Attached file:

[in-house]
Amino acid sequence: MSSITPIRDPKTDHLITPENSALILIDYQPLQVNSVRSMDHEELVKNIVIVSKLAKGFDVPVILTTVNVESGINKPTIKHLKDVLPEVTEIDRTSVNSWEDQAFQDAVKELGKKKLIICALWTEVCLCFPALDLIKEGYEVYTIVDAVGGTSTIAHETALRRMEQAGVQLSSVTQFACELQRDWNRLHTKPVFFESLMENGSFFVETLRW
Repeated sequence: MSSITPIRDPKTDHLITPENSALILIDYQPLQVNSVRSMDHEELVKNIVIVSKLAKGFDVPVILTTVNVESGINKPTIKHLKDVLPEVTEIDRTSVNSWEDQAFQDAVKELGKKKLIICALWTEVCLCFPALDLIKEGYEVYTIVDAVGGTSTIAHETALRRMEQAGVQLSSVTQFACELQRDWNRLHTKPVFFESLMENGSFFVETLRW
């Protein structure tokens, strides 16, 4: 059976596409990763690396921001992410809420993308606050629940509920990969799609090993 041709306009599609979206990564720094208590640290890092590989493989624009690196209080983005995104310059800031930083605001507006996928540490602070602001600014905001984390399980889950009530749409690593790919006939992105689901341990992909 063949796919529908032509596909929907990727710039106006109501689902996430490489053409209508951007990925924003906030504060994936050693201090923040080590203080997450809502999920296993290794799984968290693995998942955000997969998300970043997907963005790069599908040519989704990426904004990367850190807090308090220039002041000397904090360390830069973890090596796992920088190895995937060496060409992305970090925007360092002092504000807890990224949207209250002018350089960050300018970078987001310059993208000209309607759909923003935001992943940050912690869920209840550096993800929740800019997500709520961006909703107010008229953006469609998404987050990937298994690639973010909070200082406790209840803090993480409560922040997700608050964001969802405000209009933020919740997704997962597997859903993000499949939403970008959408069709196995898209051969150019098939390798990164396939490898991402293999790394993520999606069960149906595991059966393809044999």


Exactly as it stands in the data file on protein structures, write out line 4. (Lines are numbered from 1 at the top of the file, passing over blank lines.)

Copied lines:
């Protein structure tokens, strides 16, 4: 059976596409990763690396921001992410809420993308606050629940509920990969799609090993 041709306009599609979206990564720094208590640290890092590989493989624009690196209080983005995104310059800031930083605001507006996928540490602070602001600014905001984390399980889950009530749409690593790919006939992105689901341990992909 063949796919529908032509596909929907990727710039106006109501689902996430490489053409209508951007990925924003906030504060994936050693201090923040080590203080997450809502999920296993290794799984968290693995998942955000997969998300970043997907963005790069599908040519989704990426904004990367850190807090308090220039002041000397904090360390830069973890090596796992920088190895995937060496060409992305970090925007360092002092504000807890990224949207209250002018350089960050300018970078987001310059993208000209309607759909923003935001992943940050912690869920209840550096993800929740800019997500709520961006909703107010008229953006469609998404987050990937298994690639973010909070200082406790209840803090993480409560922040997700608050964001969802405000209009933020919740997704997962597997859903993000499949939403970008959408069709196995898209051969150019098939390798990164396939490898991402293999790394993520999606069960149906595991059966393809044999």